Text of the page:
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Online Course: 21st-Century Citizenship
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21st-century Citizenship in our schools: Inspiring active and empathetic citizens in our communities.

When: Oct. 30, Nov. 6, Nov. 13 & Nov. 20
Where: Online Course
United States

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Target Audience

Event Description




EARLY BIRD!  Register before September 20th and receive $25 off registration for event. (Note to members: the early bird price when registering will reflect your member savings and early bird savings combined).

Includes all 4 sessions: $175

Includes all 4 sessions: $275


Target Audience

 This event is for middle and upper school educators.


Event Description

The concept of Citizenship has deep historical and cultural roots in the United States. Despite our schools’ increasing global diversity, it’s imperative that community members have an understanding of the importance of what it means to be a citizen--here in the US and our other communities--so that schools can develop institutional policies and cultivate social norms consistent with the values of an empathetic and active citizenry. This course will offer participants the history and background of citizenship in the United States and how the concept has evolved over time and place. With that knowledge, we’ll investigate what values and imperatives we need for our schools at this moment in order to create communities that cultivate an actively engaged citizenship in the classroom and in our shared spaces as well as when we’re off-campus. 



Week 1 - October 30th, 6:30-8:30pm Eastern / 3:30-5:30pm Pacific

Historical and Conceptual Context for Citizenship in the United States.

We'll examine the historical roots of the concept of "Citizenship" as it evolved in the United States. We'll also take and process the US Citizenship test through the US Citizenship and Immigration Services department. 


Week 2 - November 6th, 6:30-8:30pm Eastern / 3:30-5:30pm Pacific
How has Citizenship changed in our Independent schools over time and with an increasingly global presence?

In this module, we'll consider the history of Independent schools in the United States and their relationship to "who is allowed to be a citizen in the school community and who is not." To that end, we'll follow this path through racial and gender integration in schools, the faculty/staff dynamic, the global inclusion phenomena, and digital citizenship.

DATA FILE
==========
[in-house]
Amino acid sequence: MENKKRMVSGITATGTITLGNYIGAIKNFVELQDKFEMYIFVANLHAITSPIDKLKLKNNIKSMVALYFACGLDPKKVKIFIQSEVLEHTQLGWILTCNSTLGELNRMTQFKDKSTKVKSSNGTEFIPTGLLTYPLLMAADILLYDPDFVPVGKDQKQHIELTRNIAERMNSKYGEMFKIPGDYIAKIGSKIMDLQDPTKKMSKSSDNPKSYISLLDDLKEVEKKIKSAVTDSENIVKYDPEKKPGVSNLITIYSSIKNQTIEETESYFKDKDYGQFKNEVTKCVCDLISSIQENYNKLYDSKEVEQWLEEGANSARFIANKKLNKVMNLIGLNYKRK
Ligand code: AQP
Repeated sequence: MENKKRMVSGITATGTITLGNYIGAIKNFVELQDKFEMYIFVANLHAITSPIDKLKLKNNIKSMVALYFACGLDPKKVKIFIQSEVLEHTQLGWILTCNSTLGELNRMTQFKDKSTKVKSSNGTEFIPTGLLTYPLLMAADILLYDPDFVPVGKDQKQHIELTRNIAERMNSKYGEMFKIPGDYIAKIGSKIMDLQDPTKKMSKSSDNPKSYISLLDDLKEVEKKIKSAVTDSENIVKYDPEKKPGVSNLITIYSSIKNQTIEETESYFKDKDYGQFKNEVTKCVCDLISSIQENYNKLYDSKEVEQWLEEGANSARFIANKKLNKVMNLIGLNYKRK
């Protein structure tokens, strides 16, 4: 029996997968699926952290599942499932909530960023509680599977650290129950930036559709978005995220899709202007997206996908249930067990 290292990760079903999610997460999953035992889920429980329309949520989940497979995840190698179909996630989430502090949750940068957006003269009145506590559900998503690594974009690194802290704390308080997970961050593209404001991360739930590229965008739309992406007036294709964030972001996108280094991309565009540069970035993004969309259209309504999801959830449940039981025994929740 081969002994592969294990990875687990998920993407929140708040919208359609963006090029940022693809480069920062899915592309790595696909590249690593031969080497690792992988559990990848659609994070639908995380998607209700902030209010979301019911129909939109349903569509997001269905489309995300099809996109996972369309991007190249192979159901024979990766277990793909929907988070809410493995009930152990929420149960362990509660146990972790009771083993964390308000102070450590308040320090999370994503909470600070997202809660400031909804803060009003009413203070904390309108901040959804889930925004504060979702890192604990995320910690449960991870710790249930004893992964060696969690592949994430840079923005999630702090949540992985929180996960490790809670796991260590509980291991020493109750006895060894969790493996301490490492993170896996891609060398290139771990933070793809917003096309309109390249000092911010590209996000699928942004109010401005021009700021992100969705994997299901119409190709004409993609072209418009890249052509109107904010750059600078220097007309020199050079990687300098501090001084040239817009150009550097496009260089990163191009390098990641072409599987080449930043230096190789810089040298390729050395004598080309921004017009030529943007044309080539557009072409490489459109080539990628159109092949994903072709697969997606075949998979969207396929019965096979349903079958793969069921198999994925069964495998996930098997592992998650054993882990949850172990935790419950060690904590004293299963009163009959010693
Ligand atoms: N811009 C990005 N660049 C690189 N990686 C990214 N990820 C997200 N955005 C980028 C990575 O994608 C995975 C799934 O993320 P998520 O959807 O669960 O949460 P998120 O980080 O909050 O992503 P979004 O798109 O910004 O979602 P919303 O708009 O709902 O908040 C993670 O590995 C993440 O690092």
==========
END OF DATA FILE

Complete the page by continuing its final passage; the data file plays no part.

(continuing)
Week 3 - November 13th, 6:30-8:30pm Eastern / 3:30-5:30pm Pacific
Citizenship in Action: Toward Creating an Inclusive and Actively Engaged Citizenry.

What does it mean for schools to be inclusive when it comes to citizenship? How do we inspire students and faculty to become more empathetic in their language and habits in our communities? This week will incorporate ideas from DE&I, Global Studies, Spiritual and Ethical education and Community Life practices to establish language and values for Citizenship and our communities.


Week 4 - November 20th, 6:30-8:30pm Eastern / 3:30-5:30pm Pacific
Applications for Citizenship in Schools: Classroom and Policy Considerations for Students, Faculty, and Leadership.

What does Citizenship looks like on campus? Is there a class, and if so, is it a Civics or Citizenship course? Is it stand-alone or incorporated into history courses? Is it interdisciplinary? Outside the classroom, what other elements of community living are conducive to conversations about Citizenship? We'll explore these questions and bring theory to practice and focus on the classroom, online, and community experience for our students. We'll also touch on how Citizenship plays into hiring and retaining practices for faculty and how it impacts how we train and function as leaders.


About the Presenter

Robert Munro is the Director of Global Education at Middlesex School in Concord, MA. He is also the Co-President of the Board of Directors of the Robbins House, which tells the important and complex stories of Concord’s African American history. After completing his graduate work at Michigan State University, Rob began as a history teacher, coach, and archivist at Middlesex School. Rob writes, gives talks, and offers workshops on creating inclusive school communities, how to have difficult conversations, and citizenship education at both the high school and college level. He has developed two signature courses at Middlesex: Dialogues across Differences and Citizenship in Civil Societies. Both courses examine how we can bridge differences through empathetic communication and active participation in our many communities (local, national, global, digital) and why it is necessary to engage in these, often, difficult interactions in order to truly create inclusive communities.


Online Course Format

CSEE online courses are done on Zoom, and include a mix of presentation and group discussion. Participants with computer cameras can share their faces if they wish to enhance the personal experience. A few days out from the event, CSEE will send the link to log into the meeting.


Please see CSEE's Event Policy to learn more about cancellations and refunds.


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